- Charlie Hodgson receives RPA Special Merit Award
- Former England fly-half retiring at the end of the season
Sometimes when looking back at a career it is best to just let statistics tell a story and that is certainly the case with Charlie Hodgson.
2615 club points, 39 tries, 331 conversions, 548 penalties, 38 drop goals for both Sale Sharks and Saracens give a pretty good insight into his remarkable achievements in the game. He won Premiership titles with both clubs and can later this month end his career by helping Saracens seal a European and domestic double.
His England career started in equally impressive fashion, against Romania he amassed a 44-point haul, including two tries as England racked up 134 unanswered points.
Hodgson, 35, went on to play 38 times for his country, scoring 269 points and on Wednesday received the RPA Special Merit Award for his contribution to English rugby.
The Premiership top points scorer will retire at the end of the season and englandrugby.com caught up with Hodgson to reflect on his time in the game.
Hodgson made his England debut in 2001 but it is the 32-16 victory over the Springboks in 2004 that sticks out in his memory. Hodgson starred with a try in a 27-point personal haul, equalling the English record against the Springboks.
“Although Romania went very well and was my debut, I’d have to say South Africa in 2004 was my most memorable moment in an England shirt. It’s the one game that sticks out in my mind the most.”
FAVOURITE TEAM MATE
Hodgson began his career at Sale in 2000 and forged a close relationship with wing Mark Cueto who he also played international rugby with.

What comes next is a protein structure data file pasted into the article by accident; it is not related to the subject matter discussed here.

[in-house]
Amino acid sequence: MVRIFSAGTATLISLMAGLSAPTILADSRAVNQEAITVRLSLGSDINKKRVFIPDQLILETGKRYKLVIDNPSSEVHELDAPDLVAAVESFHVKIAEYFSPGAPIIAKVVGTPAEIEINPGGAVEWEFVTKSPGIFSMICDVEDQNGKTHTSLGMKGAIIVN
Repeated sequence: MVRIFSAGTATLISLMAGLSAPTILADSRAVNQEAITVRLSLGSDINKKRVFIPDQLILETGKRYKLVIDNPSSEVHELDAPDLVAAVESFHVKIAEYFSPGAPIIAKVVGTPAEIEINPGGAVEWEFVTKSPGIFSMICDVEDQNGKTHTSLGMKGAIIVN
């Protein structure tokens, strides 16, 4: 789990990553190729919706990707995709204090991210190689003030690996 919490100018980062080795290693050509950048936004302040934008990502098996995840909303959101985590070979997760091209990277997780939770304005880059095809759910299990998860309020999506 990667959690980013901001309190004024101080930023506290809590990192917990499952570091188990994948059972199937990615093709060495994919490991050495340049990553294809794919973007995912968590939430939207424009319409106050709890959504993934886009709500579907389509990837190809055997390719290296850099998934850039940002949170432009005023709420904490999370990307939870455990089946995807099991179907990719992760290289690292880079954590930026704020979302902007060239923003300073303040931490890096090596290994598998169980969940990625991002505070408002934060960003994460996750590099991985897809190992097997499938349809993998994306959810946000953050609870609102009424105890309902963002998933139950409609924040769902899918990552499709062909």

“Right from the very start I’ve been very close to Mark Cueto, he is one of my best mates and to play club rugby with him for a long time and then eventually to play in the same England team was pretty good. His competitive spirit stands out, he hated losing and every time he stepped on the field would give everything he had. I enjoyed seeing that side of him.”
“I have been very privileged in my career to have some amazing moments, winning games and trophies and playing in amazing stadiums. There are so many things that have happened along the way that I don’t think I could pick out one. I’ve been very lucky.”
Born in Halifax, Hodgson was a huge rugby league fan as a child and as he explains never considered a career in union when he was growing up.
“Growing up as a teenager professional rugby was not something I considered too much, maybe because I was in an area in Yorkshire where there was not a Premiership team. There wasn’t really that interest in rugby for me.
“I spent a lot of my time watching rugby league and it was never in my mind that I would become a professional player and to be in the game for such a long period of time I feel so fortunate to have played for 16 years and to be retiring on my terms.”
‘RESPECT AND CAMARADERIE’
Hodgson says he will miss the spirit and bond he has built with team mates at Saracens when he does call time on his career at the end of the season highlighting respect at all levels as one thing he loves about the game.
“I love the camaraderie you get with your mates, the feeling you get after a game when you are sat in the changing room, whether you have won or lost you share that moment together. I enjoy the respect it brings not just from our level but right down to under eight level where I’m helping coach one of my children’s team. The respect and the camaraderie are two things you learn to love.